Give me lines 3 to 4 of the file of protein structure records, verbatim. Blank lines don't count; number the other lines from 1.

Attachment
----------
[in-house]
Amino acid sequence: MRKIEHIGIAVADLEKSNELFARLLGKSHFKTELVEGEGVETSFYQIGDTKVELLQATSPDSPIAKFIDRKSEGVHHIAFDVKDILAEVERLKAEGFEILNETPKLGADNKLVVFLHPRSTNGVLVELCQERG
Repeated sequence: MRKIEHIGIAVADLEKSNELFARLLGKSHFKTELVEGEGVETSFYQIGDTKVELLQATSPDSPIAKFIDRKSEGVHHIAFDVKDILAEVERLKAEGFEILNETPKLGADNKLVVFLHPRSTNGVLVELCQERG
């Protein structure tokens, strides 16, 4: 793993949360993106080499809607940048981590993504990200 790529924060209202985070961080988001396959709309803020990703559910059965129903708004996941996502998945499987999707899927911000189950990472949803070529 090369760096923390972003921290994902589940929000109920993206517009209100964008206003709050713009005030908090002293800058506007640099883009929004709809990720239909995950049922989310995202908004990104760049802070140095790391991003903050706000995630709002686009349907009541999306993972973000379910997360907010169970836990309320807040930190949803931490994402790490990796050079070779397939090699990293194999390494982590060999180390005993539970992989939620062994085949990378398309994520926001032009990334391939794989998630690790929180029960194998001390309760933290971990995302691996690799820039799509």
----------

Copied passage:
Repeated sequence: MRKIEHIGIAVADLEKSNELFARLLGKSHFKTELVEGEGVETSFYQIGDTKVELLQATSPDSPIAKFIDRKSEGVHHIAFDVKDILAEVERLKAEGFEILNETPKLGADNKLVVFLHPRSTNGVLVELCQERG
């Protein structure tokens, strides 16, 4: 793993949360993106080499809607940048981590993504990200 790529924060209202985070961080988001396959709309803020990703559910059965129903708004996941996502998945499987999707899927911000189950990472949803070529 090369760096923390972003921290994902589940929000109920993206517009209100964008206003709050713009005030908090002293800058506007640099883009929004709809990720239909995950049922989310995202908004990104760049802070140095790391991003903050706000995630709002686009349907009541999306993972973000379910997360907010169970836990309320807040930190949803931490994402790490990796050079070779397939090699990293194999390494982590060999180390005993539970992989939620062994085949990378398309994520926001032009990334391939794989998630690790929180029960194998001390309760933290971990995302691996690799820039799509």